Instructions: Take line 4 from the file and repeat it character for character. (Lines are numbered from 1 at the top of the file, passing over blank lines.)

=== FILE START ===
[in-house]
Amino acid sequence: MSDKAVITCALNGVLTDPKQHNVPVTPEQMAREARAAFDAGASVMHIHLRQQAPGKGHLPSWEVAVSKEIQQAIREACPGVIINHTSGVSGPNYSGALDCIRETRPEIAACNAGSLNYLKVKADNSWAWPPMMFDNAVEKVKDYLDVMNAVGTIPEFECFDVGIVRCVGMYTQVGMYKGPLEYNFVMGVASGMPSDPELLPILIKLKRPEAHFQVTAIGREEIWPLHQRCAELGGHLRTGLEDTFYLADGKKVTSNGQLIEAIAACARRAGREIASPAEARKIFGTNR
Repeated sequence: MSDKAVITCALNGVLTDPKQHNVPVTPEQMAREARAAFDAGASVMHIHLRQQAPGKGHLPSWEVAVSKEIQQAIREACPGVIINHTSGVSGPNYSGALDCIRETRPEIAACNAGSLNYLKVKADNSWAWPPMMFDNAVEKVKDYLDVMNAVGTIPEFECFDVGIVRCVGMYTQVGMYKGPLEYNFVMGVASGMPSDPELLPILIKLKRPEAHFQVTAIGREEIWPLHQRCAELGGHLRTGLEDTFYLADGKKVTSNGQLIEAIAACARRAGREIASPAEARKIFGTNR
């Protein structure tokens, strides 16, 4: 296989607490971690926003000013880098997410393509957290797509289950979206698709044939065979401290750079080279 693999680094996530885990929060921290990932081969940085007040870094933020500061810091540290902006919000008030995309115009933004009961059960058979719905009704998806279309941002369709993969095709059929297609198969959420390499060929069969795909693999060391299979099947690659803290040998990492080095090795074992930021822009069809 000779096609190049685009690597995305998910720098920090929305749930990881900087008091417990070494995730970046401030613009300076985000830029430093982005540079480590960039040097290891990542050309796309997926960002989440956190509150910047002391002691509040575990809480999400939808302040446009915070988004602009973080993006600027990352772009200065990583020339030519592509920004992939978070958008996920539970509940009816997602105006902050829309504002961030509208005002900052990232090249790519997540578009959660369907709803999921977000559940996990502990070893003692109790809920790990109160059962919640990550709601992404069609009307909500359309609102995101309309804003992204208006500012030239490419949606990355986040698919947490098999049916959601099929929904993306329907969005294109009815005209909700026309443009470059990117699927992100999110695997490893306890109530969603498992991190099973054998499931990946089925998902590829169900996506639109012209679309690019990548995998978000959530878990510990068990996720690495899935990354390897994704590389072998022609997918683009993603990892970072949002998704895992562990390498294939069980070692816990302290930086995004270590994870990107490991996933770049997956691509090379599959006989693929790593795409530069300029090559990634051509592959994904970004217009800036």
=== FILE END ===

């Protein structure tokens, strides 16, 4: 296989607490971690926003000013880098997410393509957290797509289950979206698709044939065979401290750079080279 693999680094996530885990929060921290990932081969940085007040870094933020500061810091540290902006919000008030995309115009933004009961059960058979719905009704998806279309941002369709993969095709059929297609198969959420390499060929069969795909693999060391299979099947690659803290040998990492080095090795074992930021822009069809 000779096609190049685009690597995305998910720098920090929305749930990881900087008091417990070494995730970046401030613009300076985000830029430093982005540079480590960039040097290891990542050309796309997926960002989440956190509150910047002391002691509040575990809480999400939808302040446009915070988004602009973080993006600027990352772009200065990583020339030519592509920004992939978070958008996920539970509940009816997602105006902050829309504002961030509208005002900052990232090249790519997540578009959660369907709803999921977000559940996990502990070893003692109790809920790990109160059962919640990550709601992404069609009307909500359309609102995101309309804003992204208006500012030239490419949606990355986040698919947490098999049916959601099929929904993306329907969005294109009815005209909700026309443009470059990117699927992100999110695997490893306890109530969603498992991190099973054998499931990946089925998902590829169900996506639109012209679309690019990548995998978000959530878990510990068990996720690495899935990354390897994704590389072998022609997918683009993603990892970072949002998704895992562990390498294939069980070692816990302290930086995004270590994870990107490991996933770049997956691509090379599959006989693929790593795409530069300029090559990634051509592959994904970004217009800036």